Israeli authorities have given preliminary approval to build 200 new illegal settler homes in east Jerusalem, in a move that threatened to push Israelis and Palestinians deeper into conflict after weeks of unrest over the city’s holiest sites.
The announcement on Wednesday came hours before US Secretary of State John Kerry was scheduled to arrive in neighbouring Jordan on a mission aimed in part at restoring calm.
Brachie Sprung, a spokeswoman at the mayor’s office, said city officials approved 200 settlement homes in the Ramot area. Sprung said it was just a preliminary stage of the planning process, meaning construction would be years away.
She also said city officials approved an additional 174 homes for construction in an Arab neighbourhood.
Much of the recent violence stemmed from tensions surrounding Jerusalem’s hilltop complex that is revered by Muslims and Jews. The collapse of US-brokered peace talks, Israel’s war last summer in the Gaza Strip against Hamas, and continued Israeli settlement construction in east Jerusalem have added to the distrust.
Washington ‘deeply concerned’
About 200,000 Jewish Israelis live in settlement areas like Ramot that ring east Jerusalem to help cement Israeli control.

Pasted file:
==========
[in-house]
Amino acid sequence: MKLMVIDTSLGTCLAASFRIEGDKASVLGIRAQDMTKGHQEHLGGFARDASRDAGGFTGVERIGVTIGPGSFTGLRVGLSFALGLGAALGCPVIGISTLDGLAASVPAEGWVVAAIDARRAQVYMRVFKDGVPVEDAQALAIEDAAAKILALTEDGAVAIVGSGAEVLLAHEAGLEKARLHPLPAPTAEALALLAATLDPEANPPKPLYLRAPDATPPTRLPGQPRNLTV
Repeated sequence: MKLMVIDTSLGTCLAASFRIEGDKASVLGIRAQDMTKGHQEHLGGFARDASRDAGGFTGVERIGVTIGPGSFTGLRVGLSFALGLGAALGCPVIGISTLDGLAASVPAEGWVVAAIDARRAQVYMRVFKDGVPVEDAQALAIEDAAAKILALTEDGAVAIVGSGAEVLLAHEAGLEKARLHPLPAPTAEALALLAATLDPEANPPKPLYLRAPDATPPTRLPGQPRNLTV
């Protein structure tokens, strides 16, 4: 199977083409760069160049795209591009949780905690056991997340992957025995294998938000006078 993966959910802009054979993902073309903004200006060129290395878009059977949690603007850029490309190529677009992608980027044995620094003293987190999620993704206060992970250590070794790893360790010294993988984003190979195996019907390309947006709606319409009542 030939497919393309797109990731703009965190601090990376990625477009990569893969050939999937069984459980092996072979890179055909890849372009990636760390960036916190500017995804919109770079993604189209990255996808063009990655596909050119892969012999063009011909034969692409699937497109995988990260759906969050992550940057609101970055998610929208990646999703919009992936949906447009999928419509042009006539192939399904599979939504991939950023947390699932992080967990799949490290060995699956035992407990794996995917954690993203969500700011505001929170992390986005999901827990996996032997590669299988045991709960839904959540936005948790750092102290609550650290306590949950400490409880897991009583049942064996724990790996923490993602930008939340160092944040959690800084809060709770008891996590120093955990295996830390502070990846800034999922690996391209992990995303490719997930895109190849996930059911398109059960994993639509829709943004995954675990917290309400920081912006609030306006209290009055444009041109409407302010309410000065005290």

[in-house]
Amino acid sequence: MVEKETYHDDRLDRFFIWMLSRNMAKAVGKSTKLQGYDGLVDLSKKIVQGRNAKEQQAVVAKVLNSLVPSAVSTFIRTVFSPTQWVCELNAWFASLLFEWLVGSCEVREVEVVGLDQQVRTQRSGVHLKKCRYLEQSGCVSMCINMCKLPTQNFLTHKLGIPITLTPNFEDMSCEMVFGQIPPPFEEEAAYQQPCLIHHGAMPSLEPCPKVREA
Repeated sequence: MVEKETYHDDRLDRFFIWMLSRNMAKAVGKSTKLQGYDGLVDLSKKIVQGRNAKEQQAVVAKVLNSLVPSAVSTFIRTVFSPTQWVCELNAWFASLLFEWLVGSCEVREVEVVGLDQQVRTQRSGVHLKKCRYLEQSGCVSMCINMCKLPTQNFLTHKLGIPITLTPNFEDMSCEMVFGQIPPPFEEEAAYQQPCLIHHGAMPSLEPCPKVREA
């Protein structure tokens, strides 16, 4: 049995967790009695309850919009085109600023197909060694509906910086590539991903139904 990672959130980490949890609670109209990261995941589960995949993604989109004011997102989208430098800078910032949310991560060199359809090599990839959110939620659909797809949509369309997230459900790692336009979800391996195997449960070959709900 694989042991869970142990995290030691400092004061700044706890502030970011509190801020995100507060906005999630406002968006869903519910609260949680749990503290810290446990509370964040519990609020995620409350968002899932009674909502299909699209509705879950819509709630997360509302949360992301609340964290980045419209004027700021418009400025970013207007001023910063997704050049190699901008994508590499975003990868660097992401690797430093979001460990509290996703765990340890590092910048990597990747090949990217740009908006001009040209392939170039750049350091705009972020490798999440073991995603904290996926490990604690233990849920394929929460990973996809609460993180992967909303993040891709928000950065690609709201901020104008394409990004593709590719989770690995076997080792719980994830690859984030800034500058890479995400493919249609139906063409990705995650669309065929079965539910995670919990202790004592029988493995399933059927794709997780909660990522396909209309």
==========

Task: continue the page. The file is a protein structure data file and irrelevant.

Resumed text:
The Israeli announcement came before Kerry’s scheduled meeting in Jordan with King Abdullah II and Palestinian President Mahmoud Abbas to discuss the situation in Jerusalem. There was no immediate plan for Kerry to travel to Israel.
US State Department spokeswoman Jen Psaki said that Washington was “deeply concerned” by the decision.
“These decisions to expand construction have the potential to exacerbate this difficult situation on the ground, and they will not contribute to efforts to reduce the tension,” she added.
Under a longstanding arrangement, Jordan holds custodial rights over Muslim holy sites in Jerusalem, including the compound known to Jews as the Temple Mount and to Muslims as the Noble Sanctuary.
It is the third-holiest site in Islam and the most sacred place in Judaism. Jews are permitted to visit, but prayer by non-Muslims is banned.